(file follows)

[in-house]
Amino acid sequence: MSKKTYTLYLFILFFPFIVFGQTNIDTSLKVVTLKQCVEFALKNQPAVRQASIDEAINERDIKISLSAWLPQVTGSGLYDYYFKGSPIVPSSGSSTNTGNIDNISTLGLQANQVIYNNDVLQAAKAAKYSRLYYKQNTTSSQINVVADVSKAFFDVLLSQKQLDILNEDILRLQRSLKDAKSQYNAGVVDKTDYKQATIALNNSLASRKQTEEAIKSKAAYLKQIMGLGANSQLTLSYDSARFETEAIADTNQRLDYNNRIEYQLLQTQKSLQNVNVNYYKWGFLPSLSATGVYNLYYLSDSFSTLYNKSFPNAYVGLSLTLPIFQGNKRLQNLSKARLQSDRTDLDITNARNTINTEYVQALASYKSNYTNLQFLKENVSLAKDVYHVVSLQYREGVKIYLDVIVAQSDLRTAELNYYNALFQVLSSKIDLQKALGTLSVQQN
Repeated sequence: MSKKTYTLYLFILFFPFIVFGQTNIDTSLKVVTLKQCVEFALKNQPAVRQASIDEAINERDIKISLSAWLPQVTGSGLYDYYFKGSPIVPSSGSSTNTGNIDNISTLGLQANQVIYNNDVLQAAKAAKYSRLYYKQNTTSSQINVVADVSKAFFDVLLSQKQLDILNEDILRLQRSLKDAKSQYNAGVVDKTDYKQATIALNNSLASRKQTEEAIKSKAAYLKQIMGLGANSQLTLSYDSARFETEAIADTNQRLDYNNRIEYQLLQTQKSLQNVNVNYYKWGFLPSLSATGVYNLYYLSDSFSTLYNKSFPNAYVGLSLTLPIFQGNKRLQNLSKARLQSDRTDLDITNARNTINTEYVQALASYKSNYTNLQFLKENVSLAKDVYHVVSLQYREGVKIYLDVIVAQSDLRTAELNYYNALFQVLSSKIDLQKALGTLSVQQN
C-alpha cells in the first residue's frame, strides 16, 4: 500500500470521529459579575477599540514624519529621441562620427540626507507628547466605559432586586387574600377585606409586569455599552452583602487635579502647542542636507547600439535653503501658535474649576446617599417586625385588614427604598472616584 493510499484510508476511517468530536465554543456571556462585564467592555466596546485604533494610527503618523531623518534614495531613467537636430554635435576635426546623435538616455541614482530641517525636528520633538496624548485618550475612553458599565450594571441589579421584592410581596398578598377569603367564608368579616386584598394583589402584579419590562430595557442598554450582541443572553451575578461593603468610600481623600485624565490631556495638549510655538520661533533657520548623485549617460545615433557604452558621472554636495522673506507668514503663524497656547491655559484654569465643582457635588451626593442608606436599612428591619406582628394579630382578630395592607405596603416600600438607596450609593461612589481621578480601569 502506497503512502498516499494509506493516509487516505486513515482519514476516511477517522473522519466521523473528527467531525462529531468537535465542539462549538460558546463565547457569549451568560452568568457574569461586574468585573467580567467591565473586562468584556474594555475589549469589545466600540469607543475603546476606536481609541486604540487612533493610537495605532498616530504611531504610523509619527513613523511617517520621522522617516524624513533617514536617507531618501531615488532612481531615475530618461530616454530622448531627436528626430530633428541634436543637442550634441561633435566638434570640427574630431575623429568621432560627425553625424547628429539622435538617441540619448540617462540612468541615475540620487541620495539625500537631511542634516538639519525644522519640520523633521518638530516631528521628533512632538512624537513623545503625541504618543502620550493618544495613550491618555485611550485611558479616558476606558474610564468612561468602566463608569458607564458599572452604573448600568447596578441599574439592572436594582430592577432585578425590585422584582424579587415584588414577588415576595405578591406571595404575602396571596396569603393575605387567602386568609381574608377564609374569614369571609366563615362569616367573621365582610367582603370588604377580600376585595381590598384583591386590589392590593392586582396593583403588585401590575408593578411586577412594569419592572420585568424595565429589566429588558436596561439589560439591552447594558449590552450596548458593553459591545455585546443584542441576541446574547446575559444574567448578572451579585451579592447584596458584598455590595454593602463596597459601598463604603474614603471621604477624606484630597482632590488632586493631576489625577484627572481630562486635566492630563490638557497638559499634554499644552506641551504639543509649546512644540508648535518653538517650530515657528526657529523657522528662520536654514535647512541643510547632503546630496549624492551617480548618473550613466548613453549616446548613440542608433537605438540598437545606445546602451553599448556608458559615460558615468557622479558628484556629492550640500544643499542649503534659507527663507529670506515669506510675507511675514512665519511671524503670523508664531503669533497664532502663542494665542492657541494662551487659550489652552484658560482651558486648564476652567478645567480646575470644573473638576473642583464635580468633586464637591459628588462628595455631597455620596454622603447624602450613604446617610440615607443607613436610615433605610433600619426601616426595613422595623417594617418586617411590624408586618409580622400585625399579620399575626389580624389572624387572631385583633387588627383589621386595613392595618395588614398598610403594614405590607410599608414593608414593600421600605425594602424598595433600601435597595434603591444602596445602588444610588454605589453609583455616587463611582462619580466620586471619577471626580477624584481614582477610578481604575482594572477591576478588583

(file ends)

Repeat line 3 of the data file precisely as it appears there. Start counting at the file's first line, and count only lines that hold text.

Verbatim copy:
Repeated sequence: MSKKTYTLYLFILFFPFIVFGQTNIDTSLKVVTLKQCVEFALKNQPAVRQASIDEAINERDIKISLSAWLPQVTGSGLYDYYFKGSPIVPSSGSSTNTGNIDNISTLGLQANQVIYNNDVLQAAKAAKYSRLYYKQNTTSSQINVVADVSKAFFDVLLSQKQLDILNEDILRLQRSLKDAKSQYNAGVVDKTDYKQATIALNNSLASRKQTEEAIKSKAAYLKQIMGLGANSQLTLSYDSARFETEAIADTNQRLDYNNRIEYQLLQTQKSLQNVNVNYYKWGFLPSLSATGVYNLYYLSDSFSTLYNKSFPNAYVGLSLTLPIFQGNKRLQNLSKARLQSDRTDLDITNARNTINTEYVQALASYKSNYTNLQFLKENVSLAKDVYHVVSLQYREGVKIYLDVIVAQSDLRTAELNYYNALFQVLSSKIDLQKALGTLSVQQN